Figure 1: Experimental design of the study. Melatonin was offered in the drinking water (10 μg/kg b.w), and diabetes was induced by streptozotocin injection (4.5 mg/100 g b.w., i.p.). C1: one-week control; M1: one-week control treated with melatonin; D1: one-week diabetic; MD1: one-week diabetic treated with melatonin; C2: two-month control; M2: two-month control treated with melatonin; D2: two-month diabetic; MD2: two-month diabetic treated with melatonin ( animals/group). The euthanasia was performed at 13 weeks of age for short-term experiment and at 21 weeks of age for long-term experiment.

Diabetes was induced in untreated (groups D1 and D2) and MLT-treated (groups DM1 and DM2) rats aged 13 weeks. After 24 h fasting, animals were anesthetized (0.1 mL ketamine and 0.1 mL xylazine/100 g body weight) and injected intraperitoneally with 4.5 mg/100 g body weight of streptozotocin (Sigma, St. Louis, MO, USA), diluted in 0.01 M citrate buffer, pH 4.5. The control animals were injected only with citrate buffer. The blood glucose levels were evaluated two days after streptozotocin injection, in the tips of the paws using the glucose monitor Accu-chek (Roche Diagnostics, Mannheim, Germany). Only animals that showed blood glucose levels above 220 mg/dL were included in the diabetic groups. Because water consumption is higher for diabetic animals, the MLT dose was corrected for groups D1, D2, MD1, and MD2 following the diagnosis of diabetes. The C1, M1, D1, and MD1 groups were euthanized when with 14 weeks old and the C2, M2, D2, and MD2 groups were euthanized when 21 weeks old. The rats were euthanized using CO2 inhalation and were subsequently decapitated for blood collection.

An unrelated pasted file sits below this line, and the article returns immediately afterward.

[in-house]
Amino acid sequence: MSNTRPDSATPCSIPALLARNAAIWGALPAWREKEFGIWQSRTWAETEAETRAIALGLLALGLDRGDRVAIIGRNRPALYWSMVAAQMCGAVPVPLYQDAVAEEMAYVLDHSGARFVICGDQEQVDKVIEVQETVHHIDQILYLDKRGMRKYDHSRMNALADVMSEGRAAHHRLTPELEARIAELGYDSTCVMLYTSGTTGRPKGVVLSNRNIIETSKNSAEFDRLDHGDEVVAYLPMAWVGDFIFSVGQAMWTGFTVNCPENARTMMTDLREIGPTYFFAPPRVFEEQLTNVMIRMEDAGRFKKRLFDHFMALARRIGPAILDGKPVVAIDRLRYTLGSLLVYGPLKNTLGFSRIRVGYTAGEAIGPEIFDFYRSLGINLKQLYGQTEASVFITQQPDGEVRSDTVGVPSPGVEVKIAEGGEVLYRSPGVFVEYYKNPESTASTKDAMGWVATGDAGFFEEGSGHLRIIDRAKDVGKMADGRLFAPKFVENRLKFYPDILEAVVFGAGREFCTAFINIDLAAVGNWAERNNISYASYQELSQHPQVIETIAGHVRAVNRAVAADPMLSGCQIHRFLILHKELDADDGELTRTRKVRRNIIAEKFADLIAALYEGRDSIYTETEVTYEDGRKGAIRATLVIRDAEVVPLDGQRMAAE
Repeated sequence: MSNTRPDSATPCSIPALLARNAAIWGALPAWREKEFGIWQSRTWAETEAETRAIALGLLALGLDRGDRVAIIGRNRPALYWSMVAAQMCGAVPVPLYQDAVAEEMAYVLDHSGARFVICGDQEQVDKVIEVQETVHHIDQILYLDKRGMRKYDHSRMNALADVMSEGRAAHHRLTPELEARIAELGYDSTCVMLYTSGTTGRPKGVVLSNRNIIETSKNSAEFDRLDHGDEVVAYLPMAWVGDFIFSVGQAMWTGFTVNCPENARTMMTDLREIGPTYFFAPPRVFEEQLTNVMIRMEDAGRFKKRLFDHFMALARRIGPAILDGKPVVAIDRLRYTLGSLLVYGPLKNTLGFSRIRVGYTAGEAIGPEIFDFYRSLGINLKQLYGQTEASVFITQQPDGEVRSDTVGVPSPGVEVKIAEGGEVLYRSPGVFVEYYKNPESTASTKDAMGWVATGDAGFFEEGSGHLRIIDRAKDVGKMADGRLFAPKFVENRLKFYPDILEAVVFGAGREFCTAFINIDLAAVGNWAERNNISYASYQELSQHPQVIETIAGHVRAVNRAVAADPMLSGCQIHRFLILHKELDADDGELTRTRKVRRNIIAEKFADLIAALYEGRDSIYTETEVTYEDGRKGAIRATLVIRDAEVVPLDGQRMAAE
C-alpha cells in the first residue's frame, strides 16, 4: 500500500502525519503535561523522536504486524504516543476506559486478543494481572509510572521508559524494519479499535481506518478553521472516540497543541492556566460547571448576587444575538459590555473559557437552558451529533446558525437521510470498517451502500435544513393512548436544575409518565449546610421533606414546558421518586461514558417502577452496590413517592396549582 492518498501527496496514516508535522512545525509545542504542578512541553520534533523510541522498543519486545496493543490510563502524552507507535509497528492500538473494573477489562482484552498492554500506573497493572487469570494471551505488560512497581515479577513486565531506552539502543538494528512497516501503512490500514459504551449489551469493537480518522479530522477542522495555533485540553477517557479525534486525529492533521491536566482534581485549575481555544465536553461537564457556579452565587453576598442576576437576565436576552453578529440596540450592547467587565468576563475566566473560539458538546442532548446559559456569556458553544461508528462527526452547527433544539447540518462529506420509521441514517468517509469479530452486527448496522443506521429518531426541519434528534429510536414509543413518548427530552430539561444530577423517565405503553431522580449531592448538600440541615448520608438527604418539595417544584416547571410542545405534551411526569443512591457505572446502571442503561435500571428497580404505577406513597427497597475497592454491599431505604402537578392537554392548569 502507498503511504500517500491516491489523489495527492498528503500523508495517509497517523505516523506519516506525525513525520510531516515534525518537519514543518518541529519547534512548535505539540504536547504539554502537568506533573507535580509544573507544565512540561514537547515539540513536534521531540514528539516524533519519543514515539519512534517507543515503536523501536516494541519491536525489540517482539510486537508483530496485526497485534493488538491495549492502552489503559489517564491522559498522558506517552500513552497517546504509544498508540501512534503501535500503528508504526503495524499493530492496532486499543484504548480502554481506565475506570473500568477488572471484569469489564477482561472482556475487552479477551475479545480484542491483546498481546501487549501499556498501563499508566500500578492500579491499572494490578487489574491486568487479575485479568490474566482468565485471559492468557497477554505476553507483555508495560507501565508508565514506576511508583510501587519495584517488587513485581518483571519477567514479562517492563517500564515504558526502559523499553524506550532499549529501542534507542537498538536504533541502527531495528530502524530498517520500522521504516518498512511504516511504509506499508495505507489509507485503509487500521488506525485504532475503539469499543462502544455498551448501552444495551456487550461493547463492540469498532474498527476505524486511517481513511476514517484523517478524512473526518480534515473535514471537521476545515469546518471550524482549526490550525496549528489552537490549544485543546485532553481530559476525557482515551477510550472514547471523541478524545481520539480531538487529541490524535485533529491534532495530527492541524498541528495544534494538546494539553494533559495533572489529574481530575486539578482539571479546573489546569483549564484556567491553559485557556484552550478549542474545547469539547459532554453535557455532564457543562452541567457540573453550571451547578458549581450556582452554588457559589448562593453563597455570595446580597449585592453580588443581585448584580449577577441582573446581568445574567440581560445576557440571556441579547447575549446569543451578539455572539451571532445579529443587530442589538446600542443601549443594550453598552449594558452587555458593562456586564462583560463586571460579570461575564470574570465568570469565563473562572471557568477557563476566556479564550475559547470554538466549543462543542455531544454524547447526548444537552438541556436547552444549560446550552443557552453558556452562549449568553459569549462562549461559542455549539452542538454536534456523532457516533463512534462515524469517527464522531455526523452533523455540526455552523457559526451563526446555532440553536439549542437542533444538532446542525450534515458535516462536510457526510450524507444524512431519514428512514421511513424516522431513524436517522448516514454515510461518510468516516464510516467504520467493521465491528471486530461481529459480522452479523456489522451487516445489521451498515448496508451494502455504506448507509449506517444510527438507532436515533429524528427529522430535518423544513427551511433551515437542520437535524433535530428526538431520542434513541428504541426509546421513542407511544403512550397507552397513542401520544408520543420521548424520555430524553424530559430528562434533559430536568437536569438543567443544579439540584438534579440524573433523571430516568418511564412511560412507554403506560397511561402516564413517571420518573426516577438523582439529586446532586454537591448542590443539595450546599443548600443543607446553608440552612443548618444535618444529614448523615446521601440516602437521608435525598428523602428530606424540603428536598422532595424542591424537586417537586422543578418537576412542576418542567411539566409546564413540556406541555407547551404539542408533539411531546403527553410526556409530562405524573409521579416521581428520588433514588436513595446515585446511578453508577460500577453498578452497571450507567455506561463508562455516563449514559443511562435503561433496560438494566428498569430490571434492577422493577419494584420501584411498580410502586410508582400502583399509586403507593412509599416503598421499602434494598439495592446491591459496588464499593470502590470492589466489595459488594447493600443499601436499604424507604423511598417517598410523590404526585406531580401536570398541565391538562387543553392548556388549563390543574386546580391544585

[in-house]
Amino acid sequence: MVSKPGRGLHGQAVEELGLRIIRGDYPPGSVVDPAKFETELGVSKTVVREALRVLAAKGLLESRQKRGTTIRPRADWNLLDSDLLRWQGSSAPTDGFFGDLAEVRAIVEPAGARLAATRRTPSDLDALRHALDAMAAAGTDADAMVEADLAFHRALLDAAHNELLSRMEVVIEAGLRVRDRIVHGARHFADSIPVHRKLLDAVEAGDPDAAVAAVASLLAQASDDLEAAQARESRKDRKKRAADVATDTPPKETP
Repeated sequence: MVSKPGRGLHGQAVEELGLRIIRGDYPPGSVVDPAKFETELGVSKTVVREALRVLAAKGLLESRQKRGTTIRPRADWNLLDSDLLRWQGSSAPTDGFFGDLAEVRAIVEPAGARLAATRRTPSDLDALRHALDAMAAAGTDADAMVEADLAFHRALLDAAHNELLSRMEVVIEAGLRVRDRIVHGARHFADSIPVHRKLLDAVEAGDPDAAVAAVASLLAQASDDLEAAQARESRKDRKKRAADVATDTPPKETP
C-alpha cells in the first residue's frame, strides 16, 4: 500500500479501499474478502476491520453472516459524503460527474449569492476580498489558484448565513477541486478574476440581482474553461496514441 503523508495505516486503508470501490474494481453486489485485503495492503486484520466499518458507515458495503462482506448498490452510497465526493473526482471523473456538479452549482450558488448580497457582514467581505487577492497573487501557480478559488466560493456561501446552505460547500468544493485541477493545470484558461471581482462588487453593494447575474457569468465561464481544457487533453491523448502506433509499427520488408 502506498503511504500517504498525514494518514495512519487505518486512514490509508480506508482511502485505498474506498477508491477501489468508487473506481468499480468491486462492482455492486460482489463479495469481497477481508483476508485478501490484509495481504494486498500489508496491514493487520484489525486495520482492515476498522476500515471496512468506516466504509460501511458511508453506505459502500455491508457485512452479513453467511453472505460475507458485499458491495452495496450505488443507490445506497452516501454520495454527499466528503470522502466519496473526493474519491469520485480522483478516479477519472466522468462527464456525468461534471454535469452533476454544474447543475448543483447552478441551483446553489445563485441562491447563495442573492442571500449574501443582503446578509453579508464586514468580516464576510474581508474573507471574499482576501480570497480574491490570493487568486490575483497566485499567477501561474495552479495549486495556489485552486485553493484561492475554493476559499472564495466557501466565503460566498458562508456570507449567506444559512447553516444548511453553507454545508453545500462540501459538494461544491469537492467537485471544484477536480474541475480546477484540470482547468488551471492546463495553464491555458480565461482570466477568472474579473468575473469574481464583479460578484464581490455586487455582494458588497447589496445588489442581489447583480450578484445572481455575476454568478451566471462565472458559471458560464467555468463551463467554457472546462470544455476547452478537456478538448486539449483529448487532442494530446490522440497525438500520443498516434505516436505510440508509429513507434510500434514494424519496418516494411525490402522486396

2.2. Activity of Antioxidant Enzymes